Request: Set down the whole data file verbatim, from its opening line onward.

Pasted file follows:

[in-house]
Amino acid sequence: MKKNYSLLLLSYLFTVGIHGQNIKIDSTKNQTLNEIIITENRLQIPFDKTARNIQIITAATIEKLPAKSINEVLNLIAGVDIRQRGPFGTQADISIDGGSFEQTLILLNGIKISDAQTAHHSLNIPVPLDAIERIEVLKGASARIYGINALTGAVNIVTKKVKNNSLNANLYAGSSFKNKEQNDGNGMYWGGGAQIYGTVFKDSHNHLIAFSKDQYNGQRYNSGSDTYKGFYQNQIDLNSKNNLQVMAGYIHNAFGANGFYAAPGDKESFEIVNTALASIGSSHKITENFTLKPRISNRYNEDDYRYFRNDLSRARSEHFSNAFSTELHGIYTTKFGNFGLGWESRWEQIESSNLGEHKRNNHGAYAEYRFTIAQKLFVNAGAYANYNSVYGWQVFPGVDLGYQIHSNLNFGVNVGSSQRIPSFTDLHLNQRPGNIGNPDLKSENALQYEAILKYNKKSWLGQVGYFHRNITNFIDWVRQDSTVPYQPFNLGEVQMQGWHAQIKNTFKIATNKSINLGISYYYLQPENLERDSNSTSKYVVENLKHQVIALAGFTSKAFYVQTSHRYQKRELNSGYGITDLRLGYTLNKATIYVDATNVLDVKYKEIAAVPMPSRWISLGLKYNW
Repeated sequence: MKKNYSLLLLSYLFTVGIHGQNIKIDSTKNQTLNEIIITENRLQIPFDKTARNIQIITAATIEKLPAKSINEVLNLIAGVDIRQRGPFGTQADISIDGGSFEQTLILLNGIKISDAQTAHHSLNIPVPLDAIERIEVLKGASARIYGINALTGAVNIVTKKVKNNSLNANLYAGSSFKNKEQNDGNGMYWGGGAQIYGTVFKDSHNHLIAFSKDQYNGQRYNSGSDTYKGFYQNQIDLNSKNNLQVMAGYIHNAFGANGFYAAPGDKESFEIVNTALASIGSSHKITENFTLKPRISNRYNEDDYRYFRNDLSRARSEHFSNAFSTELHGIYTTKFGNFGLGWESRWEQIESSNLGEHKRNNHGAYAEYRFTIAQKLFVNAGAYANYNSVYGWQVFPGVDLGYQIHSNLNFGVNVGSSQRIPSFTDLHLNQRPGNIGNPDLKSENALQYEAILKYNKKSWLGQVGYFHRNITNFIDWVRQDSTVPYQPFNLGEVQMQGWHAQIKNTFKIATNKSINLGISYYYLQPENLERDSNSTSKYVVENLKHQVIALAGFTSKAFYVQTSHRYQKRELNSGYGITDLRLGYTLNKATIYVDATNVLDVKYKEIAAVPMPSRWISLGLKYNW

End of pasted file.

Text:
[in-house]
Amino acid sequence: MKKNYSLLLLSYLFTVGIHGQNIKIDSTKNQTLNEIIITENRLQIPFDKTARNIQIITAATIEKLPAKSINEVLNLIAGVDIRQRGPFGTQADISIDGGSFEQTLILLNGIKISDAQTAHHSLNIPVPLDAIERIEVLKGASARIYGINALTGAVNIVTKKVKNNSLNANLYAGSSFKNKEQNDGNGMYWGGGAQIYGTVFKDSHNHLIAFSKDQYNGQRYNSGSDTYKGFYQNQIDLNSKNNLQVMAGYIHNAFGANGFYAAPGDKESFEIVNTALASIGSSHKITENFTLKPRISNRYNEDDYRYFRNDLSRARSEHFSNAFSTELHGIYTTKFGNFGLGWESRWEQIESSNLGEHKRNNHGAYAEYRFTIAQKLFVNAGAYANYNSVYGWQVFPGVDLGYQIHSNLNFGVNVGSSQRIPSFTDLHLNQRPGNIGNPDLKSENALQYEAILKYNKKSWLGQVGYFHRNITNFIDWVRQDSTVPYQPFNLGEVQMQGWHAQIKNTFKIATNKSINLGISYYYLQPENLERDSNSTSKYVVENLKHQVIALAGFTSKAFYVQTSHRYQKRELNSGYGITDLRLGYTLNKATIYVDATNVLDVKYKEIAAVPMPSRWISLGLKYNW
Repeated sequence: MKKNYSLLLLSYLFTVGIHGQNIKIDSTKNQTLNEIIITENRLQIPFDKTARNIQIITAATIEKLPAKSINEVLNLIAGVDIRQRGPFGTQADISIDGGSFEQTLILLNGIKISDAQTAHHSLNIPVPLDAIERIEVLKGASARIYGINALTGAVNIVTKKVKNNSLNANLYAGSSFKNKEQNDGNGMYWGGGAQIYGTVFKDSHNHLIAFSKDQYNGQRYNSGSDTYKGFYQNQIDLNSKNNLQVMAGYIHNAFGANGFYAAPGDKESFEIVNTALASIGSSHKITENFTLKPRISNRYNEDDYRYFRNDLSRARSEHFSNAFSTELHGIYTTKFGNFGLGWESRWEQIESSNLGEHKRNNHGAYAEYRFTIAQKLFVNAGAYANYNSVYGWQVFPGVDLGYQIHSNLNFGVNVGSSQRIPSFTDLHLNQRPGNIGNPDLKSENALQYEAILKYNKKSWLGQVGYFHRNITNFIDWVRQDSTVPYQPFNLGEVQMQGWHAQIKNTFKIATNKSINLGISYYYLQPENLERDSNSTSKYVVENLKHQVIALAGFTSKAFYVQTSHRYQKRELNSGYGITDLRLGYTLNKATIYVDATNVLDVKYKEIAAVPMPSRWISLGLKYNW